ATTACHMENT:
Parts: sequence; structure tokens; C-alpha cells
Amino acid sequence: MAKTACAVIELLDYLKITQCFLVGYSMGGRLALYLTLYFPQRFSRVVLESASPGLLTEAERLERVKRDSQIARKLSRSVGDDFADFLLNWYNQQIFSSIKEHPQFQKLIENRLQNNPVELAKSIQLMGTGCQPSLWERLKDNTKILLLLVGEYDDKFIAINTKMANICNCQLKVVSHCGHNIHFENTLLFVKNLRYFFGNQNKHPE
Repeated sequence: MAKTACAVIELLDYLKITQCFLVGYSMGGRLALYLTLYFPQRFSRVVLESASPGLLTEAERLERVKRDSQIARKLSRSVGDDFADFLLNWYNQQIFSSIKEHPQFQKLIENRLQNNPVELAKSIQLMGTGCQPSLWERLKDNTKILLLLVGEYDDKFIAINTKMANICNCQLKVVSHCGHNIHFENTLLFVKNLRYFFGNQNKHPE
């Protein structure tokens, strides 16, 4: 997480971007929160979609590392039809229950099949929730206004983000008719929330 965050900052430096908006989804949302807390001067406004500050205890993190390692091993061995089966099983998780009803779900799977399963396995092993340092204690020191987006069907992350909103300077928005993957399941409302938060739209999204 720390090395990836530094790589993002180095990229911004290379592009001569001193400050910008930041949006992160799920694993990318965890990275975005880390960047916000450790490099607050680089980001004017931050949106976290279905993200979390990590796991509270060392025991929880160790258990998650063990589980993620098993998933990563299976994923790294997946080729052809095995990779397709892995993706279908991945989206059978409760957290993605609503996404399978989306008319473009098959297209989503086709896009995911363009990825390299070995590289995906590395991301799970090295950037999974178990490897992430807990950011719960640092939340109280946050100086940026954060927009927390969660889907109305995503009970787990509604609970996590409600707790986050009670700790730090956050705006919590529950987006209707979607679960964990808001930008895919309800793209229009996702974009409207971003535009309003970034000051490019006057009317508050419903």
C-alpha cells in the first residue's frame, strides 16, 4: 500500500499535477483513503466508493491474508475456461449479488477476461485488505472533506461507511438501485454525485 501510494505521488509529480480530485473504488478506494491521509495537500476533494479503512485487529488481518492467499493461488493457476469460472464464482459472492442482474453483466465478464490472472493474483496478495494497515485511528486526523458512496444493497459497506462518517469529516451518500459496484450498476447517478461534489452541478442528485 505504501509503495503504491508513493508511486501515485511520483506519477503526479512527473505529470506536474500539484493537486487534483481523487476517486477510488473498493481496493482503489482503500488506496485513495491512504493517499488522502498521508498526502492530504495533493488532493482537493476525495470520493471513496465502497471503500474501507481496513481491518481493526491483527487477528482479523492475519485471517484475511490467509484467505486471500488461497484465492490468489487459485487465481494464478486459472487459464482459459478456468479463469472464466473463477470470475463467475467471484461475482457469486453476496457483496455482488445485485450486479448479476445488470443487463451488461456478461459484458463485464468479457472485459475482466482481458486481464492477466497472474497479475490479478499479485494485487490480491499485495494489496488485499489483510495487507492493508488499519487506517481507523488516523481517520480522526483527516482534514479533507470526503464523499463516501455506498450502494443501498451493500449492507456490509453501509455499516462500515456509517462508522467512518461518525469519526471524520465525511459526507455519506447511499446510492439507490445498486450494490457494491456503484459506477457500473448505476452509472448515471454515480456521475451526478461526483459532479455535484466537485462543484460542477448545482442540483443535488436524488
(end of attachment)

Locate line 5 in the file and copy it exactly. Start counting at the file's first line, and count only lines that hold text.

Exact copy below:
C-alpha cells in the first residue's frame, strides 16, 4: 500500500499535477483513503466508493491474508475456461449479488477476461485488505472533506461507511438501485454525485 501510494505521488509529480480530485473504488478506494491521509495537500476533494479503512485487529488481518492467499493461488493457476469460472464464482459472492442482474453483466465478464490472472493474483496478495494497515485511528486526523458512496444493497459497506462518517469529516451518500459496484450498476447517478461534489452541478442528485 505504501509503495503504491508513493508511486501515485511520483506519477503526479512527473505529470506536474500539484493537486487534483481523487476517486477510488473498493481496493482503489482503500488506496485513495491512504493517499488522502498521508498526502492530504495533493488532493482537493476525495470520493471513496465502497471503500474501507481496513481491518481493526491483527487477528482479523492475519485471517484475511490467509484467505486471500488461497484465492490468489487459485487465481494464478486459472487459464482459459478456468479463469472464466473463477470470475463467475467471484461475482457469486453476496457483496455482488445485485450486479448479476445488470443487463451488461456478461459484458463485464468479457472485459475482466482481458486481464492477466497472474497479475490479478499479485494485487490480491499485495494489496488485499489483510495487507492493508488499519487506517481507523488516523481517520480522526483527516482534514479533507470526503464523499463516501455506498450502494443501498451493500449492507456490509453501509455499516462500515456509517462508522467512518461518525469519526471524520465525511459526507455519506447511499446510492439507490445498486450494490457494491456503484459506477457500473448505476452509472448515471454515480456521475451526478461526483459532479455535484466537485462543484460542477448545482442540483443535488436524488